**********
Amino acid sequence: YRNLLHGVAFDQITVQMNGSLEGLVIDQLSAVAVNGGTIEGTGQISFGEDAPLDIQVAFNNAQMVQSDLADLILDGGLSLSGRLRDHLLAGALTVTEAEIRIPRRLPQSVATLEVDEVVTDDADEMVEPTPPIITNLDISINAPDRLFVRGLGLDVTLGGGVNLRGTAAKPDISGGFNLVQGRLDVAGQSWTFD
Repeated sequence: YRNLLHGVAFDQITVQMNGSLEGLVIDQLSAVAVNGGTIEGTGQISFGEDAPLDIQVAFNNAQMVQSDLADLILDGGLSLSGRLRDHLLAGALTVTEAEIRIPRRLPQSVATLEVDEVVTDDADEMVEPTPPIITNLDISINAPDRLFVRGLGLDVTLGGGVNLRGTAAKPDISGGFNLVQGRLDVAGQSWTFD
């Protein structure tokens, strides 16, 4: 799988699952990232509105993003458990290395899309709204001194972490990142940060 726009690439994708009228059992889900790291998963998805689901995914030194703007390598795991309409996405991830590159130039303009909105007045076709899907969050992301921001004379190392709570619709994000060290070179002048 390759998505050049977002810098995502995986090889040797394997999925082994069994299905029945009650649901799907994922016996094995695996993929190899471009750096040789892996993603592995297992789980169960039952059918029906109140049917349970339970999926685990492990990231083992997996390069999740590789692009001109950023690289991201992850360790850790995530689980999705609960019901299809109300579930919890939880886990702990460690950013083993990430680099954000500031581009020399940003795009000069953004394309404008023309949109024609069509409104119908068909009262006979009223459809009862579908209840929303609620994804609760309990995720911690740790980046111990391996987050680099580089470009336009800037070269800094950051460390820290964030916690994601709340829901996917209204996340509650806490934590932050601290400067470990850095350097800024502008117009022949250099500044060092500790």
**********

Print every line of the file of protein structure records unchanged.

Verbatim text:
Amino acid sequence: YRNLLHGVAFDQITVQMNGSLEGLVIDQLSAVAVNGGTIEGTGQISFGEDAPLDIQVAFNNAQMVQSDLADLILDGGLSLSGRLRDHLLAGALTVTEAEIRIPRRLPQSVATLEVDEVVTDDADEMVEPTPPIITNLDISINAPDRLFVRGLGLDVTLGGGVNLRGTAAKPDISGGFNLVQGRLDVAGQSWTFD
Repeated sequence: YRNLLHGVAFDQITVQMNGSLEGLVIDQLSAVAVNGGTIEGTGQISFGEDAPLDIQVAFNNAQMVQSDLADLILDGGLSLSGRLRDHLLAGALTVTEAEIRIPRRLPQSVATLEVDEVVTDDADEMVEPTPPIITNLDISINAPDRLFVRGLGLDVTLGGGVNLRGTAAKPDISGGFNLVQGRLDVAGQSWTFD
């Protein structure tokens, strides 16, 4: 799988699952990232509105993003458990290395899309709204001194972490990142940060 726009690439994708009228059992889900790291998963998805689901995914030194703007390598795991309409996405991830590159130039303009909105007045076709899907969050992301921001004379190392709570619709994000060290070179002048 390759998505050049977002810098995502995986090889040797394997999925082994069994299905029945009650649901799907994922016996094995695996993929190899471009750096040789892996993603592995297992789980169960039952059918029906109140049917349970339970999926685990492990990231083992997996390069999740590789692009001109950023690289991201992850360790850790995530689980999705609960019901299809109300579930919890939880886990702990460690950013083993990430680099954000500031581009020399940003795009000069953004394309404008023309949109024609069509409104119908068909009262006979009223459809009862579908209840929303609620994804609760309990995720911690740790980046111990391996987050680099580089470009336009800037070269800094950051460390820290964030916690994601709340829901996917209204996340509650806490934590932050601290400067470990850095350097800024502008117009022949250099500044060092500790």